Sometimes, the only way to get ahead in this world is to go back -- way back. Just as the Black Friday shopping season has become increasingly frenzied, so have toys become more sophisticated. Electronics and computerized gadgets that didn't exist even a decade ago now rule the roost. Does Santa even read letters from kids who opt for e-mail or text messages over pen and paper?
Yet for all our Information Age bravado, some toys simply can't be improved with a microchip or a semiconductor. What follows is WalletPop's unscientific (but way cool) list of 10 retro toy classics that have withstood the tests of time and fun. One thing we noticed: Nearly every toy on this list was introduced by a mom-and-pop operation, with many of those same companies still making the toys today.
Best of all: You don't have to program them, hook them up to a TV or employ any wireless connection. Your mind, heart and imagination will do just fine. (Note: Best prices may not reflect tax and shipping.)
Radio Flyer Classic Red Wagon
The Chicago-based company, founded by Italian immigrant Antonio Pasin, is run today by his grandsons and still cranking out copious quantities of Little Red Wagons. While the product line has expanded, the one known as "Model 18" still sells by the wagon-load, if you will.
Retail price: $89.99
Best price we found: $70 at Blain's Farm and Fleet
Schoenhut Toy Pianos
Forget Rock Band, Guitar Hero and synthesized note mashers for just a moment. Nothing with joysticks and screens has yet to duplicate the plinkety-plink charm of a toy piano, and this holiday season, these kitschy keyboards are everywhere. The brand of repute, since 1872, has been Schoenhut, whose products run the gamut from a 37-key "concert grand" (almost $200) to the more basic Schoenhut 2522R -- probably closer to what you remember.
Retail price of Schoenhut 2522R: $77.95
Best price we found: $43.65 (no sales tax) at hineschoolingsupply.com
What is it about Chicago that produces all these classic toys? The suburb of Evanston, Ill. gave us Tinkertoys in 1914, and the wooden-spool based building sets have yielded some surprising contraptions, including a tic-tac-toe playing computer. Speaking of which, you'd need a computer to calculate how many Tinker-Windmills kids have built out of these things over the decades. You may even want to have a go yourself--when the kids aren't around, of course.
Retail price, Tinkertoy Classic Jumbo Set (102 pieces): $24.99
Best price we found: $17.89 at Mills Fleet Farm
What hath the 1980s wrought! Leg warmers! Mullet haircuts! Corny dance routines in John Hughes "Brat Pack" flicks! Men At Work ... and of course, the original Rubik's Cube, first sold by Ideal in 1980. Thirty years later, I'm still trying to solve it. People who can do it in three minutes or less have earned my unending spite and envy. You can call it a toy -- and indeed it's a classic. I call it an Instant Inferiority Complex.
Retail price: $11.99
Best price we found: $7 at kidsderby.com
Rock 'em Sock 'em Robots
In traditional sci-fi, robots are logical machines of cool calculation. In this game, introduced in 1964, androids try to knock each other's blocks off. As kid's toys go, it's a work of sheer primitive genius with a name straight out of a Swingin' '60s "Batman" episode. Biff! Bang! Pow!
Retail price: $19.99
Best price we found: $11.99 at Toys R Us
Maybe it was the psychedelic vibe of 1967 that inspired Hasbro to unleash this ditty, where kids use translucent plastic pegs in many colors to make ultra-pixellated pictures. Sure, you can play Lite-Brite online today, and even print out your pictures. But trust us, it's not the same as sticking those poky pegs into the plastic chassis. Far out!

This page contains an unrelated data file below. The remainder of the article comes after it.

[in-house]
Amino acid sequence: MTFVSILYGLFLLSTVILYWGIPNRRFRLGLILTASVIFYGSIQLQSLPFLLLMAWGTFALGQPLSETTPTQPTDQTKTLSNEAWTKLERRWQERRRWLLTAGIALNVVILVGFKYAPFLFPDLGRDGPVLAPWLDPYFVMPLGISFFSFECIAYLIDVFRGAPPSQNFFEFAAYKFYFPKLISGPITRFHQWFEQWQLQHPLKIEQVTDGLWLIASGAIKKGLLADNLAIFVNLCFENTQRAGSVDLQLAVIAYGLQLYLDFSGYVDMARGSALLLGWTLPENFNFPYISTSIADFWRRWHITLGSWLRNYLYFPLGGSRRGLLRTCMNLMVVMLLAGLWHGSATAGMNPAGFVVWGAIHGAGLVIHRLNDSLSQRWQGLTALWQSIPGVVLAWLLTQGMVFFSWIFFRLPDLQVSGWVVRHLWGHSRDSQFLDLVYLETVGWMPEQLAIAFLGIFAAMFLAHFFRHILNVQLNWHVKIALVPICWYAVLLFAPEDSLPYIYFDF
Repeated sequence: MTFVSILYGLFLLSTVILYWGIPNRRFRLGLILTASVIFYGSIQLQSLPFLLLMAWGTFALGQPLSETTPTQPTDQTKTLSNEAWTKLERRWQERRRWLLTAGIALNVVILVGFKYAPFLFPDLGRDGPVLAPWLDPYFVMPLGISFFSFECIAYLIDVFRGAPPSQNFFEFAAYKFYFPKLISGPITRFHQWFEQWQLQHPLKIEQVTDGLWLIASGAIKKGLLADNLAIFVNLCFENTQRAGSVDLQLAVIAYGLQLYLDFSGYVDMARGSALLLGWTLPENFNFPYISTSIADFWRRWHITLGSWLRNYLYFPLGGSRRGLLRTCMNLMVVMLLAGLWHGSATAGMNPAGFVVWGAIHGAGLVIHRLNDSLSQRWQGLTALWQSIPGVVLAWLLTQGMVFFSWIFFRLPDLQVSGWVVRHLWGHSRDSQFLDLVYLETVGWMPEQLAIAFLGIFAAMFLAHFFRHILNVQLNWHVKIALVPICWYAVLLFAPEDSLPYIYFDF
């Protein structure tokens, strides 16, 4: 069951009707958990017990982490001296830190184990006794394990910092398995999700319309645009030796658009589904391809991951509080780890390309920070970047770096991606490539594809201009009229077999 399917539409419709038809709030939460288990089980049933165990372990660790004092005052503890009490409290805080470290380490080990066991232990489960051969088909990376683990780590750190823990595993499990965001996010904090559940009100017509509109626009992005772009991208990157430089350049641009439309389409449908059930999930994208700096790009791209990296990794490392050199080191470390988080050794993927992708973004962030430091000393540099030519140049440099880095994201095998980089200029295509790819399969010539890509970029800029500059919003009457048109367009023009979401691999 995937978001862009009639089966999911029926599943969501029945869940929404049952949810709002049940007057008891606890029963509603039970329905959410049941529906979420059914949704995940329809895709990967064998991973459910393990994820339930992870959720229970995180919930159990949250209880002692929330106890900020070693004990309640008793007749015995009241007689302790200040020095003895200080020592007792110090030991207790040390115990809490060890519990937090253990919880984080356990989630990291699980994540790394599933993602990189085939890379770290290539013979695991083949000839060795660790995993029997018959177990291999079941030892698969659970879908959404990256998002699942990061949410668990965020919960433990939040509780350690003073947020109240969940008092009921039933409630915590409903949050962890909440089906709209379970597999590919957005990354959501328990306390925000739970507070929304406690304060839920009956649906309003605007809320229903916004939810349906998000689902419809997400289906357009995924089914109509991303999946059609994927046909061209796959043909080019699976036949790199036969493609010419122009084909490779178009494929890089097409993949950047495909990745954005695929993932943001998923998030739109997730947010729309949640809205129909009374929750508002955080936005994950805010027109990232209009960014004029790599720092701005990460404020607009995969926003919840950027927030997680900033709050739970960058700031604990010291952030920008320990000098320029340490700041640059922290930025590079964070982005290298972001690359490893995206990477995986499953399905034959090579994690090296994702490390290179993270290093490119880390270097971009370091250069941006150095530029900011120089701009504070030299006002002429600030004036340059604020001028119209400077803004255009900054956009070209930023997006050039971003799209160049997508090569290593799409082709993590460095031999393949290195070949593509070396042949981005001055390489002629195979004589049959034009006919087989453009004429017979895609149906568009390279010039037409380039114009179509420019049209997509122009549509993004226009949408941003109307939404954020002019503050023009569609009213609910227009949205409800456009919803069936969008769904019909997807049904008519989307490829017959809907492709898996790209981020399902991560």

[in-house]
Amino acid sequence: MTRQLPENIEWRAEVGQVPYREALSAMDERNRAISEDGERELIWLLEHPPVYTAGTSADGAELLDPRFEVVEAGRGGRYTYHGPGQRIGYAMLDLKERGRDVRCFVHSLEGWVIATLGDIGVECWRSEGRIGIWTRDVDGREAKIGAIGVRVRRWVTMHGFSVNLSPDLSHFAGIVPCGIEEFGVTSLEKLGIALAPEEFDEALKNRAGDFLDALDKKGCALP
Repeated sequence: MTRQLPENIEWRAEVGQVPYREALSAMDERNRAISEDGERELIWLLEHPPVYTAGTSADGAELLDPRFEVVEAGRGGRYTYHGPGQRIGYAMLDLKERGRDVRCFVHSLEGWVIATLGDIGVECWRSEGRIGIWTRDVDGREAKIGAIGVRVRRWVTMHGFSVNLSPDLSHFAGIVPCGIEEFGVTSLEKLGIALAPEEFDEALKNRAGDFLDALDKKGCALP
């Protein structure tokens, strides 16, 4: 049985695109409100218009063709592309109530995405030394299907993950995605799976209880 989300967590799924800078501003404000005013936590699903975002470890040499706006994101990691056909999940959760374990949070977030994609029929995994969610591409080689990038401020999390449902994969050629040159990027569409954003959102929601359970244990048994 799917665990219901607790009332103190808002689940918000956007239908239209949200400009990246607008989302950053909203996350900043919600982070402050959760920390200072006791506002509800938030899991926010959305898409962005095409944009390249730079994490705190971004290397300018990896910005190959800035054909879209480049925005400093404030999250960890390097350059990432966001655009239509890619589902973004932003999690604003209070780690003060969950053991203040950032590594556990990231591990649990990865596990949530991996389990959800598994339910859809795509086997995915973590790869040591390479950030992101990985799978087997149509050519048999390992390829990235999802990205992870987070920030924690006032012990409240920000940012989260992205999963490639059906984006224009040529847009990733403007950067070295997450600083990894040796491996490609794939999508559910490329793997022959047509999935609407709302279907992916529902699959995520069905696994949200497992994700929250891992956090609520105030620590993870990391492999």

Retail price: Vintage sets from the 1960s and '70s are plentiful and available used at online auction sites such as eBay.
Typical price range: $35-$45
Classic Etch A Sketch
Two knobs. A silver screen. Doodles that always produced comical results whenever you tried to draw a circle or a slanted line. Introduced in 1960, the Etch A Sketch is so basic, about the only mystery to it is, "What's all that silver sandy stuff in there?" We're not tellin' -- though we'll gladly help you find the best price on this beloved kids' drawing toy. (OK, if you must know ... it's aluminum powder.)
Retail price: $17.99
Best price we found: $4.99 at kidsderby.com
1945 Collector's Edition Slinky
Ah, the helical spring that walks down stairs as if possessed. Introduced in Philly, the Slinky was priced at $1, and have stayed cheap since. People have found the most novel uses for these things -- from radio antennas to physics gadgets in NASA experiments. Still it remains, to quote the indelible jingle, fun for a girl and a boy.
Retail price: $8.00
Best price we found: $5.69 at Hobbylinc.com
Magic 8 Ball
"Ohhhh Magic 8 Ball, will I save a bundle this Black Friday?" And the response is ... well, you'll just have to buy one and shake it hard to find out. Speaking of hard, it's hard to believe these fortune-telling orbs have been around since 1946. Each one contains a 20-faced die with fortunes ranging from "It is certain" to "Outlook not so good." Always wondered: What's the inky black liquid inside? And what would happen if I mixed it with the silver powder in an Etch A Sketch? Hmmmm. "Outlook not so good."
Retail price: $9.99
Best price we found: $8.08 at Amazon.com
Duncan Imperial Yo-Yo
Product number 3124IM-RD, also known as a the Tournament "77" model, has had its ups and downs--get it?--but has never gone out of style. It was the fad yo-yo of the 1950s, had a big resurgence in the 1970s, and still walks the dog after all this time. It's amazing that such a simple toy can yield such feats of aerodynamic prowess. Dare we say anything about strings attached?
Retail price: $3.49
Best price we found: $2.99 at underbid.com
Take the first steps to building your portfolio.View Course »